But mainstream-friendly isn’t really a description that can be affixed to this eight-tracker, its makers’ first to be released outside of the US. While 936 takes cues from acts who’ve breached commercial territories, there’s a singular craft to the stitching together of constituents here – crossover is relatively unlikely as Peaking Lights adhere to no particular scene. Fans of Warpaint will enjoy the fuggy atmosphere that hangs heavy over Dunis’ vocals; rhythmical repetition will strike a nod-along chord with Krautrockers of the world; the sunshine-kissed shimmer of opening instrumental Synthy is comparable to the rainbow electronica of Boxcutter; and All the Sun That Shines is a different-accented cousin of the continental tropicalia of El Guincho, slower but certainly with sand in its socks as it shimmies along its way.

936 is a delight, a ray of welcomed sunshine as the wintry outside fades into shades of grey. One feels the band’s next album, expected in early 2012, may take them into sharper focus for those who might not commit the necessary time to this less-immediate material. One hopes that they can turn this wonderful stuff into a (relatively) commercially viable concern without compromising its delicious looseness, or its simple but addictive grooves.

--Mike Diver

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--This text refers to an alternate Audio CD edition.

Customer Reviews

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Top Customer Reviews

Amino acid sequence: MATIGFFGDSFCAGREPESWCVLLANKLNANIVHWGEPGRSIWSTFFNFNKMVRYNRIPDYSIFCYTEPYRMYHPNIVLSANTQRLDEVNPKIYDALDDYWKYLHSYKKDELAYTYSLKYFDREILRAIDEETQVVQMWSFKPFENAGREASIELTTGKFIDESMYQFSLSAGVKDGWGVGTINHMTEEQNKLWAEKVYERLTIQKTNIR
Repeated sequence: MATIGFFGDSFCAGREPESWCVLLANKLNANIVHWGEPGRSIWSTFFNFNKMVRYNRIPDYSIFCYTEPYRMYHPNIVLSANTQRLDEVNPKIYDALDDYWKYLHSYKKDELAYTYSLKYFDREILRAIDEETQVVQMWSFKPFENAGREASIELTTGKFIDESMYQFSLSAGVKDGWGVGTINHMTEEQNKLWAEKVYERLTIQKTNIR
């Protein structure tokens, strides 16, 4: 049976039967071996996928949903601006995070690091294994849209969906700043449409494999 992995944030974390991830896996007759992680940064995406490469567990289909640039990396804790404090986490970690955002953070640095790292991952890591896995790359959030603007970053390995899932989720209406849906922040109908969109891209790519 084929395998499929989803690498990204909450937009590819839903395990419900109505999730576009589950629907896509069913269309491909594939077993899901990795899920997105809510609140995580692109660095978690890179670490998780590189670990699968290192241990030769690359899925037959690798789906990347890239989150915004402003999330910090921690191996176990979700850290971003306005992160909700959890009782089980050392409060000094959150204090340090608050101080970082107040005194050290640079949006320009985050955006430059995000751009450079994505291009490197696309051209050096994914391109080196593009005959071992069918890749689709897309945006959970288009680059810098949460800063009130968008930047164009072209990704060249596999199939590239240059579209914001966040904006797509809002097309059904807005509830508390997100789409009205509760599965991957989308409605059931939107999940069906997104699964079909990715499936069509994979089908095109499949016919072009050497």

Format: Audio CD
Really great albums always have a very distinct atmosphere - you put them on and they draw you into their sonic world until you are released at the end of the last track. Peaking Lights' blissful '936' does exactly that, submerging you in its lazy, sexy, intoxicated world for around 50 minutes before sliding you out into bed or wherever you feel like going next.

The record has a sort of jacuzzi drug party feel about it. The opening track 'Synthy' is a relaxing hypnotic swirl, easing you in and passing you a beaker of special punch. Second track 'All The Sun That Shines' turns on the bubbles with its dubby percussion and loping bassline, also introducing a naive, druggy vocal style which floats above the warm water of synth at various points throughout the record. The vocal comes in male and female forms, both reverby and simple and completely apt for the music.

As the album progresses the listener only sinks deeper into a mesmerised childish state of joy. A particular euphoric highlight is 'Tiger Eyes (Laid Back)', which has probably the strongest groove on 936, and a great chiming sound as well. Closer 'Summertime' gives your ears and brain a final swirl by layering a syncopated churning below the surface. This intensifies the whole blend of Peaking Lights' sound and provides a great mood to end on.